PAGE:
StarCraft: Hands of Power -- Completed!

(June 6th, 2009 - June 15th, 2009) Completed: July 31st, 2009
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Re: StarCraft: Hands of Power

Postby thebrowncloud » Fri Jul 17, 2009 9:14 pm

Alright, so we have made it through the first 15 missions. they arent perfect, but theyre pretty much done. we just need to test them and fix any bugs that they may have. We havent gotten around to getting screenshots yet, as we've been working our asses off. we should get u some in a couple of days (and this time for real. we know the whole "big update" thing last week didnt happen. it was going to be our first 6 maps as a demo to the series, which we still may do.) As far as our series goes, its a very traditional bunch of missions and is the kind of thing that Blizzard would have made back in the 90s with SC1. We like to think that some of our objectives are slightly unique and go well with the story, but you guys will be the judges of that because we havent been here that long :). And, by traditional, I mean no mods, no mini-games (still kinda unclear as to what those are), no boss battles, nothing. It's StarCraft the way it was originally intended to be played. Would anyone care to see a list of all the characters we use? Or do you think that is to big of a spoiler? It's really not too big of a mystery, but whatever you guys would like!

10 more missions to go, then testing! Wish us luck!
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Re: StarCraft: Hands of Power

Postby Church » Sat Jul 18, 2009 8:47 am

thebrowncloud wrote:Alright, so we have made it through the first 15 missions. they arent perfect, but theyre pretty much done. we just need to test them and fix any bugs that they may have. We havent gotten around to getting screenshots yet, as we've been working our asses off. we should get u some in a couple of days (and this time for real. we know the whole "big update" thing last week didnt happen. it was going to be our first 6 maps as a demo to the series, which we still may do.) As far as our series goes, its a very traditional bunch of missions and is the kind of thing that Blizzard would have made back in the 90s with SC1. We like to think that some of our objectives are slightly unique and go well with the story, but you guys will be the judges of that because we havent been here that long :). And, by traditional, I mean no mods, no mini-games (still kinda unclear as to what those are), no boss battles, nothing. It's StarCraft the way it was originally intended to be played. Would anyone care to see a list of all the characters we use? Or do you think that is to big of a spoiler? It's really not too big of a mystery, but whatever you guys would like!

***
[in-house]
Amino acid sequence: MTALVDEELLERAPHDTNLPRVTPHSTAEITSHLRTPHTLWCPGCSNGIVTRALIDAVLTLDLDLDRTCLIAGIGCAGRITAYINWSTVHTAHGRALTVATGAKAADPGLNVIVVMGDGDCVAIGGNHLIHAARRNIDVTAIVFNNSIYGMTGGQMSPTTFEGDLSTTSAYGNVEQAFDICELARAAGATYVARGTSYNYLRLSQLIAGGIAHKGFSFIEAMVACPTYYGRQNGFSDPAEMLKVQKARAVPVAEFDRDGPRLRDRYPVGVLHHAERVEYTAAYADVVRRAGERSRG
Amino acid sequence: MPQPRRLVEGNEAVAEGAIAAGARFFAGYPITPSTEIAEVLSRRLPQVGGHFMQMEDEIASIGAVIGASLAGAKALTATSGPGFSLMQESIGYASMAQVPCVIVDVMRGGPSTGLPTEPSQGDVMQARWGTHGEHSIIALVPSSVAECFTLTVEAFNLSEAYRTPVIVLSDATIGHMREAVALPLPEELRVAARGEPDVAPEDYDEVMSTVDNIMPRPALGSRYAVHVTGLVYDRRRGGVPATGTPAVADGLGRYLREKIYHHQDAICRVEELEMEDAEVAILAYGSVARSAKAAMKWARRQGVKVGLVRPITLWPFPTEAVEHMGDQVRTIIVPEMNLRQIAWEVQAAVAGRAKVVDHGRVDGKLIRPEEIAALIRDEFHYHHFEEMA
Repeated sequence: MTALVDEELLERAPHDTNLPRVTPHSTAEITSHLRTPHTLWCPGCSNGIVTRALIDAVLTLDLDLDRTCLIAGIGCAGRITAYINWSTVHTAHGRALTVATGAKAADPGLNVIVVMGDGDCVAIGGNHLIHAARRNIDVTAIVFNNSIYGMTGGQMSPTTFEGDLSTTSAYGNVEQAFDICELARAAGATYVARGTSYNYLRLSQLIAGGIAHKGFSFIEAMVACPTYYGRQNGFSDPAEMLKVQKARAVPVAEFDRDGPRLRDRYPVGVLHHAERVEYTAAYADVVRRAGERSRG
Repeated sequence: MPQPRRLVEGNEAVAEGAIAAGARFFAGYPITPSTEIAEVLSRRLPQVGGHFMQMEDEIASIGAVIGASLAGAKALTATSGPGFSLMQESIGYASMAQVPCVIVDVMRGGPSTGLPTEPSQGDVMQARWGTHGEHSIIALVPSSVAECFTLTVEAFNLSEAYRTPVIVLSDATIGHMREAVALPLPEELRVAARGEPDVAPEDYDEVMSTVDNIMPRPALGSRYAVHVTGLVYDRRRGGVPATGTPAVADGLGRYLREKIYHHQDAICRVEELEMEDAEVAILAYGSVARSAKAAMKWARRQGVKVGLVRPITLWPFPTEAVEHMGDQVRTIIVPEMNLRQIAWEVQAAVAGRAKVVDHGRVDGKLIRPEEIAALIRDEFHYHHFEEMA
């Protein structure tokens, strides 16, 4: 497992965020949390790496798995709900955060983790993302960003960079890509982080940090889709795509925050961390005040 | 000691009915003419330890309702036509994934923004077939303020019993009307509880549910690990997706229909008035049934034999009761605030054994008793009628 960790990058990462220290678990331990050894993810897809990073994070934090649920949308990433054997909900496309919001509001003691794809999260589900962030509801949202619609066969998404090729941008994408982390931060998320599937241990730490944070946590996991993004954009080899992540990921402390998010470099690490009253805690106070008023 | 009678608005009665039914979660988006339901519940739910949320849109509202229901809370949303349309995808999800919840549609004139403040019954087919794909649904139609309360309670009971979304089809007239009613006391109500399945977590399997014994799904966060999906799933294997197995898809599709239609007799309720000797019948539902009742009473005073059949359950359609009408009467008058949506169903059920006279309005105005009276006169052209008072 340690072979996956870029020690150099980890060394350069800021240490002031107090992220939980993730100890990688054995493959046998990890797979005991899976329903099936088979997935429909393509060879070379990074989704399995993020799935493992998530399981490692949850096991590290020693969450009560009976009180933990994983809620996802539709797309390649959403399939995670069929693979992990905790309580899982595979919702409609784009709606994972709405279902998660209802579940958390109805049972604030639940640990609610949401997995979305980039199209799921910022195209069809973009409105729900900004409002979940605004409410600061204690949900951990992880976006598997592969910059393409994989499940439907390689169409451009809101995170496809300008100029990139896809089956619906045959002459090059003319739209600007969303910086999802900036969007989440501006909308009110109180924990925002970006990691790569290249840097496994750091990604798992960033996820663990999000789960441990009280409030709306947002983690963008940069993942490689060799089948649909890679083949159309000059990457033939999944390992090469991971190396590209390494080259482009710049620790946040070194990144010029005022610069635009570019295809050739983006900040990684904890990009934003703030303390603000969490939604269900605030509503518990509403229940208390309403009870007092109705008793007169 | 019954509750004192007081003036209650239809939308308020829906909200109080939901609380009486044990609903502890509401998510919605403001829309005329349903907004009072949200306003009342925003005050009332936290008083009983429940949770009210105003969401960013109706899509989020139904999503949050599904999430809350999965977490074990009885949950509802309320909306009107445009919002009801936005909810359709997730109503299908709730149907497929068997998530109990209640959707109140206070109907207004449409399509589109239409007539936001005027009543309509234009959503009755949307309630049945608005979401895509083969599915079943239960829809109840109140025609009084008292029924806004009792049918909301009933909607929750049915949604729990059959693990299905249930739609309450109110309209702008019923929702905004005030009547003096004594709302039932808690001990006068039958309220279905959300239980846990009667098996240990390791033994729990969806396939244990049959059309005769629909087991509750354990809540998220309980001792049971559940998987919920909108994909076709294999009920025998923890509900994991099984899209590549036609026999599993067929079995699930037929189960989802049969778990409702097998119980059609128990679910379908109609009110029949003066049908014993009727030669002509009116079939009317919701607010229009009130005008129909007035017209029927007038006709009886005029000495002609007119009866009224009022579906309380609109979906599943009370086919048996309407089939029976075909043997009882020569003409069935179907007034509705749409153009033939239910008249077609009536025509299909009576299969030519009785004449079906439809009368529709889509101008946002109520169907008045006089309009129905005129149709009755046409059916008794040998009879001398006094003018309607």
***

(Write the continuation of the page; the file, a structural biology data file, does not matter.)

10 more missions to go, then testing! Wish us luck!


Your'e doing great! Keep it up!
Traditional misssions... I always liked Starcraft more than Starcraft: Brood War, I hope it's more like that, on the whole that sounds AWESOME!

Weelll... Overall it's up to you to realease the characters, I would like to see them ;D but overall it's up to you. As for a demo, I'm all for it! I would like your campaign more, but a demo would be cool!
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Re: StarCraft: Hands of Power

Postby thebrowncloud » Sat Jul 18, 2009 4:24 pm

The best examples of minigames basically come from some of the "big city" maps.  From Life of a Marine, there's a "big city" mission where the characters can go to a casino and gamble on zergling battles, or play a 'mini-starcraft' game where you buy units and fight an enemy group of units.  Aeon of the Hawk also had a big city map where you were supposed to get minerals by competing in arena battles.  It was sort of an rpg-lite deal. 

Of course, the most obvious example of non-campaign based mini games is MilleniumArmy's fantastic "Mini-Game Party" that basically is one of the pinnacles of modless triggering imo. 

Ah, I see. That sounds pretty cool. It would be a nice feature to any campaign, but, unfortunately for us, time is not on our side. We'll have to keep it in mind for future projects. Thanks!

Alright, so a small list of characters (I won't include them all, as some of them do give away parts of the plot):
Main Characters:
Arcturus Mengsk
Alexei Stukov
Jim Raynor
Artanis
Zeratul

Supporting Characters:
Gui Montag
Colonel Hauler
General Martin (from Mercenaries)
Tom Kazansky
Magellan
Matt Horner
Eredas
Mojo
Selendis
Danimoth (pilot to be named.... maybe)
Warbringer
Taldarin
Kendratis (the only made-up character on this list)
and many more! (15 more official Blizzard characters and 6 that we made up)
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Re: StarCraft: Hands of Power

Postby thebrowncloud » Sat Jul 18, 2009 4:40 pm

Krazy wrote:
Colonel Hauler
Eredas
Selendis
Taldarin

Where are those 4 from?

Colonel Jackson Hauler is the leader of Nova Squadron, the Confederate/Dominion black-ops branch. He was going to be in StarCraft: Ghost before it got cancelled, but the StarCraft Manual says that he is canon (I believe....?)

Selendis is the current (as in post-BW) Executor of the protoss Hierarchy on Shakuras. She is basically Artanis' right hand and is featured in SC2 and the novel, StarCraft: The Dark Templar Saga: Twilight